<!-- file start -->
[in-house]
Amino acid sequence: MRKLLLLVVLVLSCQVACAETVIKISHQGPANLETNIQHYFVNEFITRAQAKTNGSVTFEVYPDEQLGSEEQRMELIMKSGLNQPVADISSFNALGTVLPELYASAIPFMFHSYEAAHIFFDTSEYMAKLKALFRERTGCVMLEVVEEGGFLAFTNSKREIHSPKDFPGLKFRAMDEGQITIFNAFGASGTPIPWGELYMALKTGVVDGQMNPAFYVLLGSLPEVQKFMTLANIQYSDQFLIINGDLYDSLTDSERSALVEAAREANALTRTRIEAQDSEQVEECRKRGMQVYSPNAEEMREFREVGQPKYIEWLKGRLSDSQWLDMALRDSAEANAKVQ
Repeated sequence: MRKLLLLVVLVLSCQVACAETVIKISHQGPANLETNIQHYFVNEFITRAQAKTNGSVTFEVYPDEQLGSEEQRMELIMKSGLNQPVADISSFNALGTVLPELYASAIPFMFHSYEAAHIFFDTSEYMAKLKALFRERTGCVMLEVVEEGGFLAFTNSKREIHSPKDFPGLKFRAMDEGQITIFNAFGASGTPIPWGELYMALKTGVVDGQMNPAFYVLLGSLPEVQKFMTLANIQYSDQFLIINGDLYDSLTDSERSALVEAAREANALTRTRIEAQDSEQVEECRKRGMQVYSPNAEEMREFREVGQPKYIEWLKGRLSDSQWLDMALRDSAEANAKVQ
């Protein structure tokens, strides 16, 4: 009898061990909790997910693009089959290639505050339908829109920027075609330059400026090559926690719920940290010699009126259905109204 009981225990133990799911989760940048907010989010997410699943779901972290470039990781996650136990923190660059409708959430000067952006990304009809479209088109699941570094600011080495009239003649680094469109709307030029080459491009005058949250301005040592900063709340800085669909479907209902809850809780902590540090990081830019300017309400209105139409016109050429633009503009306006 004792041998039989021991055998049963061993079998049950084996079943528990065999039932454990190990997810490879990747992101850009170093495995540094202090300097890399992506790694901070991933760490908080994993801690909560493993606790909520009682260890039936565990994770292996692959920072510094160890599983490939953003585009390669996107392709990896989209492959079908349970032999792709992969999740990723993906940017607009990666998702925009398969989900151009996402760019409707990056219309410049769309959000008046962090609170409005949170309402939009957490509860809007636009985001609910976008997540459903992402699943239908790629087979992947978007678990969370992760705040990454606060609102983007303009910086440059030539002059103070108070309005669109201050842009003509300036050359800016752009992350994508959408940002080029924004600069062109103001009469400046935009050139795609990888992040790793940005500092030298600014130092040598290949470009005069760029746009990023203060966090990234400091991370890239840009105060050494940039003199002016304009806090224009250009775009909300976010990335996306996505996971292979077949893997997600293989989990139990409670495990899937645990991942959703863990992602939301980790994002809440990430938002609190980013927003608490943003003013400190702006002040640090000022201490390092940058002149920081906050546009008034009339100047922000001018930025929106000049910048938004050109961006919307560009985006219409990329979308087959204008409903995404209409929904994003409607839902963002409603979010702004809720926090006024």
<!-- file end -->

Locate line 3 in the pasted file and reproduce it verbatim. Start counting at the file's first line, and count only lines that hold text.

Repeated sequence: MRKLLLLVVLVLSCQVACAETVIKISHQGPANLETNIQHYFVNEFITRAQAKTNGSVTFEVYPDEQLGSEEQRMELIMKSGLNQPVADISSFNALGTVLPELYASAIPFMFHSYEAAHIFFDTSEYMAKLKALFRERTGCVMLEVVEEGGFLAFTNSKREIHSPKDFPGLKFRAMDEGQITIFNAFGASGTPIPWGELYMALKTGVVDGQMNPAFYVLLGSLPEVQKFMTLANIQYSDQFLIINGDLYDSLTDSERSALVEAAREANALTRTRIEAQDSEQVEECRKRGMQVYSPNAEEMREFREVGQPKYIEWLKGRLSDSQWLDMALRDSAEANAKVQ